The oil significantly darkens the end grain portions of the figure, making them stand out a lot more than shellac alone. I am trying to get a slightly amber color anyway, so the oil is good for that too. I find the shellac alone on the maple is rather characterless to my eye. Next time I do a project with some figured maple I think I'll do some experiments - one of which will be going to a darker (not dark, just not super blonde) shellac. Unfortunately I'm not likely to get to another "real" woodworking project for at least 6 months or so, since I have a bunch of built-in cabinets to make from ply and MDF first. Just FWIW, MDF looks pretty cool french polished.

Maple doesn't really *need* the slurry sand, so it is just a matter of habit I guess.
-- "We need to make a sacrifice to the gods, find me a young virgin... oh, and bring something to kill"
Tim Douglass
http://www.DouglassClan.com
Add pictures here
<% if( /^image/.test(type) ){ %>
<% } %>
<%-name%>
Add image file
Upload
<snip>

Patriarch
Add pictures here
<% if( /^image/.test(type) ){ %>
<% } %>
<%-name%>
Add image file
Upload
On Sat, 09 Jul 2005 00:46:23 -0500, Patriarch

Heh, heh. I make my zero clearance inserts out of MDF. A couple months ago I was working on how to French polish (with limited success) and decided to wipe some shellac onto one of my inserts just to seal it and make it a bit smoother. After a couple of coats and a touch of wet sanding I decided to see how it would all polish out, so I wasted a bit of time getting a pretty nice polish on it. The important thing is that it gave me an insert that is slicker than glass and definitely doesn't look like it came out of a store!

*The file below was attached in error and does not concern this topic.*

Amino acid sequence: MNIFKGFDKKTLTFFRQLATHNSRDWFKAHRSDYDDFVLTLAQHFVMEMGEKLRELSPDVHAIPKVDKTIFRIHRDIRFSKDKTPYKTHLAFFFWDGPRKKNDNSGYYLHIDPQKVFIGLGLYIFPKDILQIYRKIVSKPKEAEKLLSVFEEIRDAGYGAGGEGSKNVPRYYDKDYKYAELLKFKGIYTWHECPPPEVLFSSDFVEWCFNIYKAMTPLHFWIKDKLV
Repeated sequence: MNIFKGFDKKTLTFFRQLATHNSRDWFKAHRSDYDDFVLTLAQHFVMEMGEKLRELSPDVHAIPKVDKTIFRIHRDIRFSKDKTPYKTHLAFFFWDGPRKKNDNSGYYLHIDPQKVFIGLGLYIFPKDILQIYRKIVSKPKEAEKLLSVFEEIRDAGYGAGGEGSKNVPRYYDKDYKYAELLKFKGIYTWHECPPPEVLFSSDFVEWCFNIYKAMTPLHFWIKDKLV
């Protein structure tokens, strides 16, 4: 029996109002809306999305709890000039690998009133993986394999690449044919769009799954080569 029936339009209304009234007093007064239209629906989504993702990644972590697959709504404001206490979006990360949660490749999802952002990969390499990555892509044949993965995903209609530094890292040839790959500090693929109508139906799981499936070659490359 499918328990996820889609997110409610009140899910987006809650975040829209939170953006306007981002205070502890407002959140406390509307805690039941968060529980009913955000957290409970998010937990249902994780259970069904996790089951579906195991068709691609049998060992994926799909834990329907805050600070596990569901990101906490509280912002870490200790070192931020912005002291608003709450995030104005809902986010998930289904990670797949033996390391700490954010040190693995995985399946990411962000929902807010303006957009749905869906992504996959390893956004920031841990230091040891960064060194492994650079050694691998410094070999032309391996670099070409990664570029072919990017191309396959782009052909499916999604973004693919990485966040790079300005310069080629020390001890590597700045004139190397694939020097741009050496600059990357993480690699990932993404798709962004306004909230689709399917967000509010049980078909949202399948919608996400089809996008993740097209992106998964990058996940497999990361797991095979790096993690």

-- "We need to make a sacrifice to the gods, find me a young virgin... oh, and bring something to kill"
Tim Douglass
http://www.DouglassClan.com
Add pictures here
<% if( /^image/.test(type) ){ %>
<% } %>
<%-name%>
Add image file
Upload
I read words on French polishing and read words again but something was missing. Got the Hand Applied Finishes (or similar words) video by Jeff Jewitt and thought OH, THAT'S WHAT THE WORDS MEANT! Different folks have different needs in understanding concepts, some like words and some like visuals.
On Thu, 07 Jul 2005 08:48:11 -0700, Tim Douglass

Add pictures here
<% if( /^image/.test(type) ){ %>
<% } %>
<%-name%>
Add image file
Upload
wrote:

And some of us really need to be able to find the shop time to apply a finish more often than about twice a year. It seems like I forget everything I knew from time to time.
-- "We need to make a sacrifice to the gods, find me a young virgin... oh, and bring something to kill"
Tim Douglass
http://www.DouglassClan.com
Add pictures here
<% if( /^image/.test(type) ){ %>
<% } %>
<%-name%>
Add image file
Upload

HomeOwnersHub.com is a website for homeowners and building and maintenance pros. It is not affiliated with any of the manufacturers or service providers discussed here. All logos and trade names are the property of their respective owners.